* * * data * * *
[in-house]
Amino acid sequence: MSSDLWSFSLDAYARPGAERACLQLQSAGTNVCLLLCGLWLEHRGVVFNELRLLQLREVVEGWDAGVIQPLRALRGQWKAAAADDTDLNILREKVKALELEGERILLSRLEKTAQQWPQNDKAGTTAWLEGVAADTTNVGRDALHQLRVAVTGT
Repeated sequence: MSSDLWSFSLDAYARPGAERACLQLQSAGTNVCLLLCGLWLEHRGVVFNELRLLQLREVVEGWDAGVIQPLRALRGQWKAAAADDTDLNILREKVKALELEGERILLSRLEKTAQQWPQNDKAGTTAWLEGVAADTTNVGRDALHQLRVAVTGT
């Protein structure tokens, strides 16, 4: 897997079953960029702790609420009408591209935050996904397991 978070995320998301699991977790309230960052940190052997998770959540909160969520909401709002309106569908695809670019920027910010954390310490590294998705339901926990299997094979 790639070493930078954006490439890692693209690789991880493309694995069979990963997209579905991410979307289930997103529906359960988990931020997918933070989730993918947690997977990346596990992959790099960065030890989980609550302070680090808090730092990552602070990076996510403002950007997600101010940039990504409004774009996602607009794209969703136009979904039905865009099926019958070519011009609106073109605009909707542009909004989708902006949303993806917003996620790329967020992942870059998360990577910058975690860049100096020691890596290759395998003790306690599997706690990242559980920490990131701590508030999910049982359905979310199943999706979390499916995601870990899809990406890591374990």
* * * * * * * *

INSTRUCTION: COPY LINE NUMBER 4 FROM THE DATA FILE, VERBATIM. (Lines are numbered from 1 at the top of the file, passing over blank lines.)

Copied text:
């Protein structure tokens, strides 16, 4: 897997079953960029702790609420009408591209935050996904397991 978070995320998301699991977790309230960052940190052997998770959540909160969520909401709002309106569908695809670019920027910010954390310490590294998705339901926990299997094979 790639070493930078954006490439890692693209690789991880493309694995069979990963997209579905991410979307289930997103529906359960988990931020997918933070989730993918947690997977990346596990992959790099960065030890989980609550302070680090808090730092990552602070990076996510403002950007997600101010940039990504409004774009996602607009794209969703136009979904039905865009099926019958070519011009609106073109605009909707542009909004989708902006949303993806917003996620790329967020992942870059998360990577910058975690860049100096020691890596290759395998003790306690599997706690990242559980920490990131701590508030999910049982359905979310199943999706979390499916995601870990899809990406890591374990």